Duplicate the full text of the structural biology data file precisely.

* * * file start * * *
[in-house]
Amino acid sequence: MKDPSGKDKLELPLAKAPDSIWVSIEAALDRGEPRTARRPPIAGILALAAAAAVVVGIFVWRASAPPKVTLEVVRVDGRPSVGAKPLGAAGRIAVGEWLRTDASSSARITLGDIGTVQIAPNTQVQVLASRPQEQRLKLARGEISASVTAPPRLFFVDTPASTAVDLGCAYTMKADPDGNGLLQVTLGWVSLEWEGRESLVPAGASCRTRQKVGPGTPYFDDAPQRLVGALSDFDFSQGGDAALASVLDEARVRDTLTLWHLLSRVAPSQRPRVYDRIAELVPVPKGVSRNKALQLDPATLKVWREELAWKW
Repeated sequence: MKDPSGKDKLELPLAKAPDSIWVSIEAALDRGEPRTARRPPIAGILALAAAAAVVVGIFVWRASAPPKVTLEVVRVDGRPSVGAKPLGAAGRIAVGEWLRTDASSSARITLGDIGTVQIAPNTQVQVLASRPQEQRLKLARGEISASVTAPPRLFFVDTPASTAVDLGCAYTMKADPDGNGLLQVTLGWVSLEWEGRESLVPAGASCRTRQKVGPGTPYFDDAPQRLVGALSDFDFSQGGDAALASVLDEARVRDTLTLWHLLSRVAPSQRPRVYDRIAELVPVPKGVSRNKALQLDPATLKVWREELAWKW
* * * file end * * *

[in-house]
Amino acid sequence: MKDPSGKDKLELPLAKAPDSIWVSIEAALDRGEPRTARRPPIAGILALAAAAAVVVGIFVWRASAPPKVTLEVVRVDGRPSVGAKPLGAAGRIAVGEWLRTDASSSARITLGDIGTVQIAPNTQVQVLASRPQEQRLKLARGEISASVTAPPRLFFVDTPASTAVDLGCAYTMKADPDGNGLLQVTLGWVSLEWEGRESLVPAGASCRTRQKVGPGTPYFDDAPQRLVGALSDFDFSQGGDAALASVLDEARVRDTLTLWHLLSRVAPSQRPRVYDRIAELVPVPKGVSRNKALQLDPATLKVWREELAWKW
Repeated sequence: MKDPSGKDKLELPLAKAPDSIWVSIEAALDRGEPRTARRPPIAGILALAAAAAVVVGIFVWRASAPPKVTLEVVRVDGRPSVGAKPLGAAGRIAVGEWLRTDASSSARITLGDIGTVQIAPNTQVQVLASRPQEQRLKLARGEISASVTAPPRLFFVDTPASTAVDLGCAYTMKADPDGNGLLQVTLGWVSLEWEGRESLVPAGASCRTRQKVGPGTPYFDDAPQRLVGALSDFDFSQGGDAALASVLDEARVRDTLTLWHLLSRVAPSQRPRVYDRIAELVPVPKGVSRNKALQLDPATLKVWREELAWKW